Unemployment During The Great Depression -- 24.7%
By far the worst economic crisis in recent memory for the United States was the 1929-1933 Great Depression. By 1933, joblessness had soared to 24.7%, with an estimated 12,830,000 people out of work. So deep was the contraction, that even with FDR's New Deal stimulus programs, by 1937 7,700,000 people were still out of work, for an unemployment estimate of 14%.
However, that 14% unemployment rate still represented a 40% improvement in overall joblessness four years after the contraction ended. If we succeed in trimming the unemployment rolls by 40% over the next four years, we will still have over 13 million unemployed in 2024, or nearly double the total number of jobs lost during the Great Recession. This assumes, of course, that total joblessness in the United States does not exceed 22 million, and the reality is that joblessness is virtually certain to exceed 22 million before the carnage is complete.
Unemployment in 2020 -- 20% And Counting
While official unemployment numbers for 2020 will not be had for quite some time yet, as of this writing preliminary analysis indicates the unemployment rate in the United States has jumped over the past four weeks to over 20%. In just four weeks, the United States has doubled the unemployment rate it took 82 weeks to achieve during the Great Recession, and is within 5 percentage points of what took nearly four years to achieve during the Great Depression.
At the end of March, the St Louis Federal Reserve forecast as many as 47 million jobs would be lost to the shutdowns, with unemployment spiking to over 32%. In just the past four weeks, we are already halfway there. If we have just another three weeks of jobless claims as we have had for the past three weeks, we will easily cross the 47 million jobless threshold.
We are already nearly at Great Depression levels of joblessness, and the contraction shows no sign of slowing down.
What Goes Down May Not Come Back Up Any Time Soon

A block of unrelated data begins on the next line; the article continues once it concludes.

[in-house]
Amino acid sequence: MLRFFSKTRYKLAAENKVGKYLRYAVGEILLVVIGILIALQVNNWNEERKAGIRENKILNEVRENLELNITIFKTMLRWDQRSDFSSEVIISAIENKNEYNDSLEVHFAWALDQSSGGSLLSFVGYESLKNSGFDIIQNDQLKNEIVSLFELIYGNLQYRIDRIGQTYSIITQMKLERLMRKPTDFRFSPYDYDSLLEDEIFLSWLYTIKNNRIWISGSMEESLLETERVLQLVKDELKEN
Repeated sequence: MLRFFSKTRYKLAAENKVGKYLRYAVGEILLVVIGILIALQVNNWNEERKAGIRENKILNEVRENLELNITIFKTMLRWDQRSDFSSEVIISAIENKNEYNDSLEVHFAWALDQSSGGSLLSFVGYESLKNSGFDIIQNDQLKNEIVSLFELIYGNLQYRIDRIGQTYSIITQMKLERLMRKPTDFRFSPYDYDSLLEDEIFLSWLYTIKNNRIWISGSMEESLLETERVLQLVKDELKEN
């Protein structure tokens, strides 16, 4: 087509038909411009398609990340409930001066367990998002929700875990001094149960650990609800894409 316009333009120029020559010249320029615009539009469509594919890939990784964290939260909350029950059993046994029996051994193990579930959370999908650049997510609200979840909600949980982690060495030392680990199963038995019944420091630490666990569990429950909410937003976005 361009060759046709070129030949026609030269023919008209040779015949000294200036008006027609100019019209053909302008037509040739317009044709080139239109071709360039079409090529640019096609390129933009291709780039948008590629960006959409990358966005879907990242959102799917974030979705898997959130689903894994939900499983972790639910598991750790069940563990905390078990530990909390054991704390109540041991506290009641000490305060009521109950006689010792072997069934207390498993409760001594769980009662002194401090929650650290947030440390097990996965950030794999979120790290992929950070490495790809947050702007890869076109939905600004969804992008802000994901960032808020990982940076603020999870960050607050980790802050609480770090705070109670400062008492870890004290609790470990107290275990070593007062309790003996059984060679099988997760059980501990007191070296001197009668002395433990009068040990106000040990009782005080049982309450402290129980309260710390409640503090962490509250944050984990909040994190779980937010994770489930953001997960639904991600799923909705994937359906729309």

The hopeful, almost magical thinking, is that the recovery will be nearly as quick as the collapse, with the current jobless quickly rehired or finding new employment. This thinking is almost certainly wrong.
A principle reason why this must be so comes from the fundamental complexities of the modern economy. The many interlocking economic forces that combine to produce a national economy are a set of mutually supporting paradigms--paradigms that are being torn asunder and prevented from supporting each other. The sudden surge in unemployment produces a sudden drop in consumer demand, as people have less money or no money to spend. The shuttering of supply lines produces a shortage of intermediate goods, creating an increasing level of shortages at every stage of economic production.
Restarting the economy requires these interlocking forces be simultaneously reengaged, and that is nearly impossible to do. Intermediate goods must be manufactured before production of finished goods can resume. Shipping must recover in terms of price before distribution of goods can resume. Both of these impact how much employment is needed and when, and in the same fashion these forces support each other when the economy is fully functional, they retard each other when the economy has been shut down.